The case as presented by the United States will be concerned with the brains and authority behind all the crimes. These defendants were men of a station and rank which does not soil its own hands with blood. They were men who knew how to use lesser folk as tools. We want to reach the planners and designers, the inciters and leaders without whose evil architecture, the world would not have been for so long scourged with the violence and lawlessness, and racked with the agonies and convulsions, of this terrible war.

I shall first take up the lawless road by which these men came to possess the power which they have so used. The chief instrumentality of cohesion in plan and action was the National Socialist German Workers Party, known as the Nazi Party. Some of the defendants were with it from the beginning. Others joined only after success seemed to have validated its lawlessness or power had invested it with immunity from the processes of the law. Adolf Hitler became its supreme leader or “Fuehrer” in 1921.

On the 24th February, 1920, at Munich, it publicly had proclaimed its programme (1708-PS). Some of its purposes would commend themselves to many good citizens, such as the demands for “profit-sharing in the great industries,” “generous development of provision for old age,” “a land reform suitable to our national requirements,” and “raising the standard of health.” It also made a strong appeal to that sort of nationalism which in ourselves we call patriotism and in our rivals chauvinism. It demanded “equality of rights for the German people in its dealing with other nations and the evolution of the peace treaties of Versailles and St. Germain.” It demanded the “union of all Germans on the basis of the right of self-determination of peoples to form a Great Germany.” It demanded “land and territory (colonies) for the enrichment of our people and the settlement of our surplus population.” All of these, of course, were legitimate objectives if they were to be attained without resort to aggressive warfare.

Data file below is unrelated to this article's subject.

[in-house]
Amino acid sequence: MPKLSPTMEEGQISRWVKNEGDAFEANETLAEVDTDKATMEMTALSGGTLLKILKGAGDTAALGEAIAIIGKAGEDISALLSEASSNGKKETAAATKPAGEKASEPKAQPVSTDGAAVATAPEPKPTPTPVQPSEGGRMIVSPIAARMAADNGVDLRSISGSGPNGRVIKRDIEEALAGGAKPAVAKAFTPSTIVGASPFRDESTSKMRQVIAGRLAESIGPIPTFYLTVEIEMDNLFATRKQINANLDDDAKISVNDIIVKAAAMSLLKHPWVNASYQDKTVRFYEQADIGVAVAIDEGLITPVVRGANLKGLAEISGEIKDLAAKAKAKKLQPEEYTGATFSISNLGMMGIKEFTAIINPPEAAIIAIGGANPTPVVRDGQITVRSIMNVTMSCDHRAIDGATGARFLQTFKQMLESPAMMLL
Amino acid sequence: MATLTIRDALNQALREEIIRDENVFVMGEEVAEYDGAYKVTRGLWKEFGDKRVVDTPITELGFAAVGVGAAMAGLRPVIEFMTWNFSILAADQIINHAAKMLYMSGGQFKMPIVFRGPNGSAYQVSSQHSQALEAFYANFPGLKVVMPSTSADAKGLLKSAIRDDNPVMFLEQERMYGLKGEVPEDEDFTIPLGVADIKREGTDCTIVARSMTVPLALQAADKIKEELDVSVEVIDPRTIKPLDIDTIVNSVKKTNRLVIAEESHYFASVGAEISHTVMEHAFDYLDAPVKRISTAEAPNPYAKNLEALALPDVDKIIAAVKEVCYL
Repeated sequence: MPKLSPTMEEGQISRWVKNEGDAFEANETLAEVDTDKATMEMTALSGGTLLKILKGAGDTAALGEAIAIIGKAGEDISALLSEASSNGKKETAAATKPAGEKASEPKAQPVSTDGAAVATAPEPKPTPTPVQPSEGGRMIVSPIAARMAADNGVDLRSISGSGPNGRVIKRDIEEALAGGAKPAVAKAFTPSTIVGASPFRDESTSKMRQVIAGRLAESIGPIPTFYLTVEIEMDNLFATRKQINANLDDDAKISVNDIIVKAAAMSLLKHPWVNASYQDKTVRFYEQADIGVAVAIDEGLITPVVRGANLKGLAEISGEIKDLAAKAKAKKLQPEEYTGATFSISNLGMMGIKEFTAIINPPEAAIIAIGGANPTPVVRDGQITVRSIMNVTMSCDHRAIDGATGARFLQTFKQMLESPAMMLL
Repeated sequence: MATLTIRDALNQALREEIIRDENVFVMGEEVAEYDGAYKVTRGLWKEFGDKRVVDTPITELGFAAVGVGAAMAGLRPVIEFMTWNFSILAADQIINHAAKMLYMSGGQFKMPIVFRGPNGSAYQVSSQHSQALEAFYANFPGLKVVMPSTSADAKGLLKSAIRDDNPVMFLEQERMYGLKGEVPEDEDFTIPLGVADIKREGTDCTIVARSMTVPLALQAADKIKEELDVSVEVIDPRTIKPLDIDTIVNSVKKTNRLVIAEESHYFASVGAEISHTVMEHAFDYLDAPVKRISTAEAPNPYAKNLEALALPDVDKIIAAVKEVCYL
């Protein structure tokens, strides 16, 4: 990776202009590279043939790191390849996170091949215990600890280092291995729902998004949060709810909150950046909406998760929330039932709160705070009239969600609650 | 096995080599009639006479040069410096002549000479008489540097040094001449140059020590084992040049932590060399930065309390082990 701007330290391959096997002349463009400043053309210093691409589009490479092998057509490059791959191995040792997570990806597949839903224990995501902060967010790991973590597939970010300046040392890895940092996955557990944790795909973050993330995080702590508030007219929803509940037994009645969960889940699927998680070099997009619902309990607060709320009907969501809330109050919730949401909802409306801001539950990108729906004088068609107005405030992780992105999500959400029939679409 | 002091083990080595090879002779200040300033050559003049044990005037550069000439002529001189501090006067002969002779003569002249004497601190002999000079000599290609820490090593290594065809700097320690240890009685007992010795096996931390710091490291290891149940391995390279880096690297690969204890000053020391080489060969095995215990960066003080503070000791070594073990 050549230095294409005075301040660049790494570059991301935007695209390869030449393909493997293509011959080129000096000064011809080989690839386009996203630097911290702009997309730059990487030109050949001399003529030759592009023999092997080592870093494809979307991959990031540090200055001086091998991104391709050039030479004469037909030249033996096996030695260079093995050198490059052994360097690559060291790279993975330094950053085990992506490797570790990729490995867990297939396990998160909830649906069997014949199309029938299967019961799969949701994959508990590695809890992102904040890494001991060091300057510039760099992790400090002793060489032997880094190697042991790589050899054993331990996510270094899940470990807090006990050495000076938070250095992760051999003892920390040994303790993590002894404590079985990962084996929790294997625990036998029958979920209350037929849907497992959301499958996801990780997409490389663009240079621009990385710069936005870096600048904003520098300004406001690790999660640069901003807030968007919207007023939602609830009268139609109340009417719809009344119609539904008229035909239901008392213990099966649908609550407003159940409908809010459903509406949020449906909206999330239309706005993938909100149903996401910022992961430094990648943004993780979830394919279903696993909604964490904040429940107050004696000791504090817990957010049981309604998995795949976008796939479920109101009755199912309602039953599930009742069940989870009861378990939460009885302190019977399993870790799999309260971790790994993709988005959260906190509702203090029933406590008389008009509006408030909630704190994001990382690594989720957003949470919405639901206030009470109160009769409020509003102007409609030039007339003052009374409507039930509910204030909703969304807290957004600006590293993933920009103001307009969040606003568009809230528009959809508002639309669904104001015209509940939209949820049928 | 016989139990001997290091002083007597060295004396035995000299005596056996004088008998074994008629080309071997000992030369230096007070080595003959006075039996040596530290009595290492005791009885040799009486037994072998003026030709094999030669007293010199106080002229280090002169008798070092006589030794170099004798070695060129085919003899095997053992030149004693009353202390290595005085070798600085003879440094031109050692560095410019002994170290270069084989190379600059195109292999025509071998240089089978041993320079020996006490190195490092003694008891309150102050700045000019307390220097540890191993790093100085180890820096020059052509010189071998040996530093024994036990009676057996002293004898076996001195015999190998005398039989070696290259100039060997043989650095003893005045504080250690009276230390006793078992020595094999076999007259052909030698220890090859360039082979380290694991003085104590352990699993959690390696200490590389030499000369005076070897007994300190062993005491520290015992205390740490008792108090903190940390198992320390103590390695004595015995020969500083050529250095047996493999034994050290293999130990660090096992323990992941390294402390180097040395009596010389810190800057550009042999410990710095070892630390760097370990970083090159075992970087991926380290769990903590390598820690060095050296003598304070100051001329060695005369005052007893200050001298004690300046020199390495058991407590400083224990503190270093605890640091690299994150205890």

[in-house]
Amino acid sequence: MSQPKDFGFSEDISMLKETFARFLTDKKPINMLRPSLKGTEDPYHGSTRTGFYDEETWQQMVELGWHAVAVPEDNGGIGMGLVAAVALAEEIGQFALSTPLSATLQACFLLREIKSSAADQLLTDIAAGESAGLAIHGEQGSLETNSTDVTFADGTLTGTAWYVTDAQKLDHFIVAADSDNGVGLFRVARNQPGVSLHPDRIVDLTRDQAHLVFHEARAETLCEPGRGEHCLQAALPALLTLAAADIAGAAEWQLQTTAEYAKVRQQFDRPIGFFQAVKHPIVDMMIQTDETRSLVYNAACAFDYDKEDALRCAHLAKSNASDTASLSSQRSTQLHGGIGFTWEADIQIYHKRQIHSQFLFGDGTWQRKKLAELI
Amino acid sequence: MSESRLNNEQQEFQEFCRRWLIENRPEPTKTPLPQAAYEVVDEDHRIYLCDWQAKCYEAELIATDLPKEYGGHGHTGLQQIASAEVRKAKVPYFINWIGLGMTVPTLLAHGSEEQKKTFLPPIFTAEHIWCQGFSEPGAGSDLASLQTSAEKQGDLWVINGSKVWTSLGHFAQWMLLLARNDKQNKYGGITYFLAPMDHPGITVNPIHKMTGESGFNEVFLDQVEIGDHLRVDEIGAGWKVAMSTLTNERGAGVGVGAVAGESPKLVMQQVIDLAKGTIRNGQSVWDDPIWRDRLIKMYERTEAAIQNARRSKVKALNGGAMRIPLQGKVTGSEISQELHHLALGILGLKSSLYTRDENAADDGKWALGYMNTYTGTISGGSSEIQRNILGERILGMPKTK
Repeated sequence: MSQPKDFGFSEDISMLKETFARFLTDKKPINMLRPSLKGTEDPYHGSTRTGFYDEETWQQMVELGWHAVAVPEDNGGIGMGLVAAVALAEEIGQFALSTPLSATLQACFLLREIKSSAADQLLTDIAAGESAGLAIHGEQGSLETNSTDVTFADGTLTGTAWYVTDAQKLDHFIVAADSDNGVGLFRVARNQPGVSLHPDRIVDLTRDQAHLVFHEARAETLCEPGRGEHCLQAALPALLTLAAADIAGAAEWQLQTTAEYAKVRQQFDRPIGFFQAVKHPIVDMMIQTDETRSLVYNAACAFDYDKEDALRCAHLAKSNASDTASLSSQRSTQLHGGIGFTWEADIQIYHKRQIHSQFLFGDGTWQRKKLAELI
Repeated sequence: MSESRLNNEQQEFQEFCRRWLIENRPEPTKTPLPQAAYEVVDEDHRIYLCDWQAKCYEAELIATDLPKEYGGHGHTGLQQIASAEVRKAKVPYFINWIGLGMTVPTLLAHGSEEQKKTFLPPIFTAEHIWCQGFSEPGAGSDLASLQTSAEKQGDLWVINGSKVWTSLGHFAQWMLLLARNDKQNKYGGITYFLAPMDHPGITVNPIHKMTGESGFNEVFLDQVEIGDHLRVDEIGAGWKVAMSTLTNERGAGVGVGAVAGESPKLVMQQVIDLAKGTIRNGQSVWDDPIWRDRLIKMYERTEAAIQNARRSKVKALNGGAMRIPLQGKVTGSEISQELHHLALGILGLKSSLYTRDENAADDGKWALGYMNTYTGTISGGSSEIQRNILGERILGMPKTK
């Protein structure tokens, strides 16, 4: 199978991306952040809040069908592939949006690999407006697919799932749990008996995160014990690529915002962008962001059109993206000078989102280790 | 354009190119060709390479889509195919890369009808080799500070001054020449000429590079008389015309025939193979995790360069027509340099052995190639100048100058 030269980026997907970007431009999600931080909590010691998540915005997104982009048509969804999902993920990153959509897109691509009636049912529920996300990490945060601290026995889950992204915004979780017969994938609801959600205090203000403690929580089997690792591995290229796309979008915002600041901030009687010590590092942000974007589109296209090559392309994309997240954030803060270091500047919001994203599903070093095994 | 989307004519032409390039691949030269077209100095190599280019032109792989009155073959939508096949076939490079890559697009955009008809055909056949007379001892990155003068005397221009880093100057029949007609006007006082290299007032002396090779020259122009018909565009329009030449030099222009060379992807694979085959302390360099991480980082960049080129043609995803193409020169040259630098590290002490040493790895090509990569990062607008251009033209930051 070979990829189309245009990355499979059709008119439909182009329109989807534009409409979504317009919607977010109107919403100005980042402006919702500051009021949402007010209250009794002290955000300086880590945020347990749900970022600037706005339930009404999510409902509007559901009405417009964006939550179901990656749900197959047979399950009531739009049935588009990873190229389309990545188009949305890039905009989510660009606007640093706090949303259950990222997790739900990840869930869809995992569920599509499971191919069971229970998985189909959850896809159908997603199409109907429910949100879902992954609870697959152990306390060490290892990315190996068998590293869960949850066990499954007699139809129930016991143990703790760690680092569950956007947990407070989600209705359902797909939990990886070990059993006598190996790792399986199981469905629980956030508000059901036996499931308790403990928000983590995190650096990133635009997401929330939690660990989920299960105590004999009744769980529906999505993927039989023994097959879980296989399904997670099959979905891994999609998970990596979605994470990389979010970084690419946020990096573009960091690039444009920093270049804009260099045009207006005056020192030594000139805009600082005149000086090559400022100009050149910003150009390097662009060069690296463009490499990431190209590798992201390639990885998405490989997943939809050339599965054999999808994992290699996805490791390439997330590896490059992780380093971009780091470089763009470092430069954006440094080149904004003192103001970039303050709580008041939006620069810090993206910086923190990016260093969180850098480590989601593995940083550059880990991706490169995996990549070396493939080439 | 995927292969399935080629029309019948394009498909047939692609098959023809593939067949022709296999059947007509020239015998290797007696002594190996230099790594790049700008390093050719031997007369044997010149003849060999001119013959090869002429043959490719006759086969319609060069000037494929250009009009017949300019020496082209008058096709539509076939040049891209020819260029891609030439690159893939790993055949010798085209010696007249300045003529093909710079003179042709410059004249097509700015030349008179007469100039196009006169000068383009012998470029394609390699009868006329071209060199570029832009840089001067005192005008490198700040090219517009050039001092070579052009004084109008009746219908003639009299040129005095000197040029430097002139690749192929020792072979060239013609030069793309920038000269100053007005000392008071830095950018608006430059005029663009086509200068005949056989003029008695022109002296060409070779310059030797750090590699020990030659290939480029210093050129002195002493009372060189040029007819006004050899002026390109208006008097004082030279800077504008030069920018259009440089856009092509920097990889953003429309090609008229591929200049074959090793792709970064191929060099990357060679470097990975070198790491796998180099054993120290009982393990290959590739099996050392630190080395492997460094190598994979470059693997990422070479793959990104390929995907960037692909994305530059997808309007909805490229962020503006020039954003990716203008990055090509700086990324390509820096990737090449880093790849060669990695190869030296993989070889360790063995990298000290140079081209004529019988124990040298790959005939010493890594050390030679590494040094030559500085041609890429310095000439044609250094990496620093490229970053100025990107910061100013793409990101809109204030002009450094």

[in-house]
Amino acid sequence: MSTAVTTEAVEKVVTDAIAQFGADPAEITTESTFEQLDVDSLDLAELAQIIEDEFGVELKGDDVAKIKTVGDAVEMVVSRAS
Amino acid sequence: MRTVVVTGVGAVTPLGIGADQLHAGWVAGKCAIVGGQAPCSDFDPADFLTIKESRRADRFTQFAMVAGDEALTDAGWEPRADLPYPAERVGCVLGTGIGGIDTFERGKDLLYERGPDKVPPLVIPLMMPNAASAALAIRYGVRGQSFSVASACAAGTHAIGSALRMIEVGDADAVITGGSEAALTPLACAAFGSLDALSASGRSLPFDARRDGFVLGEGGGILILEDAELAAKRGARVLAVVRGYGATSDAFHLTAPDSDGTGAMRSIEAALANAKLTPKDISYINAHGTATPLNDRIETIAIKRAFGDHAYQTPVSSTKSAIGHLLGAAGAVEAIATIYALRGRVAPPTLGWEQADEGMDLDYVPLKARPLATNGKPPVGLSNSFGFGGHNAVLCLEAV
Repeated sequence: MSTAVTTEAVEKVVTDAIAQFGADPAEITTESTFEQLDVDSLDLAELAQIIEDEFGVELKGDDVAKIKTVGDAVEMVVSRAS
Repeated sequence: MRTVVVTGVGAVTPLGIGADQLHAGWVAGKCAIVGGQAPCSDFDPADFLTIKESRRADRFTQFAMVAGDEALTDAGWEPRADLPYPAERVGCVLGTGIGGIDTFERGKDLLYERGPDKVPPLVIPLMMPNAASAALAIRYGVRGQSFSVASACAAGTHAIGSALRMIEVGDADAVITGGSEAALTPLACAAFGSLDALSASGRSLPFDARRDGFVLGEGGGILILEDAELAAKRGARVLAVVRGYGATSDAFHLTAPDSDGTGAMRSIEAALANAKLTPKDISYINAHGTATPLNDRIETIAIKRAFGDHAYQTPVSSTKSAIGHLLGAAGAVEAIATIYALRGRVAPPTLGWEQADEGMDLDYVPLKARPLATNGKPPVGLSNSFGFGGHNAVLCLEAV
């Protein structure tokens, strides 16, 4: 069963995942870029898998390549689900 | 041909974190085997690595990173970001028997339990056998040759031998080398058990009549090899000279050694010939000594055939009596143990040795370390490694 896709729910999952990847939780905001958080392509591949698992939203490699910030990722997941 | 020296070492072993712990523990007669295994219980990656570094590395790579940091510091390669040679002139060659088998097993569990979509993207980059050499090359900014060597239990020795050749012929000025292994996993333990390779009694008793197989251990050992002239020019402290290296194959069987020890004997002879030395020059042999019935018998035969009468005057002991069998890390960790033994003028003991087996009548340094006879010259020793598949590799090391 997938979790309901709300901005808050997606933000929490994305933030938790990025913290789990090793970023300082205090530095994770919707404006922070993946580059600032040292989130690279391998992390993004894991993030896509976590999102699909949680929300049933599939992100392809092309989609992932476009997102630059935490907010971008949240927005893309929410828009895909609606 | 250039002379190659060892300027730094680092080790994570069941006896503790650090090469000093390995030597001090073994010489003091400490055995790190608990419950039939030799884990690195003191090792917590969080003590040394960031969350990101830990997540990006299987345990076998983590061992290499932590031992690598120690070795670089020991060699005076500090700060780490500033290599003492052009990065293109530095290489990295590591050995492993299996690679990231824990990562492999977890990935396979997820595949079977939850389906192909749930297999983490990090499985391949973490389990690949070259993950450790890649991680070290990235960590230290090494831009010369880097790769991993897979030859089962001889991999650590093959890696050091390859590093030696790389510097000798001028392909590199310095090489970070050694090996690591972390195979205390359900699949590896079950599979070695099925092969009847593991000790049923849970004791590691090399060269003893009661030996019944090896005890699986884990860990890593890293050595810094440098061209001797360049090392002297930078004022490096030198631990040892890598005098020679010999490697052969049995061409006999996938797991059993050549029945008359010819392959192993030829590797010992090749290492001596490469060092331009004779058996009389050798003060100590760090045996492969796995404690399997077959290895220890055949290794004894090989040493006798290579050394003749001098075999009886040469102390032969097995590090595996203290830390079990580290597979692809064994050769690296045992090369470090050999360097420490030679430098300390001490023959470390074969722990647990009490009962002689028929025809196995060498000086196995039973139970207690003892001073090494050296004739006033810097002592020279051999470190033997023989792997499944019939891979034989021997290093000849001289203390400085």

The Nazi Party from its inception, however, contemplated war. It demanded the “abolition of mercenary troops and the formation of a national army.” It proclaimed that “in view of the enormous sacrifice of life and property demanded of a nation by every war, personal enrichment through war must be regarded as a crime against the nation. We demand, therefore, ruthless confiscation of all war profits.” I do not criticise this policy. Indeed, I wish it were universal. I merely wish to point out that in a time of peace, war was a preoccupation of the Party, and it started the work of making war less offensive to the masses of the people. With this it combined a programme of physical training and sports for youth that became, as we shall see, the cloak for a secret programme of military training.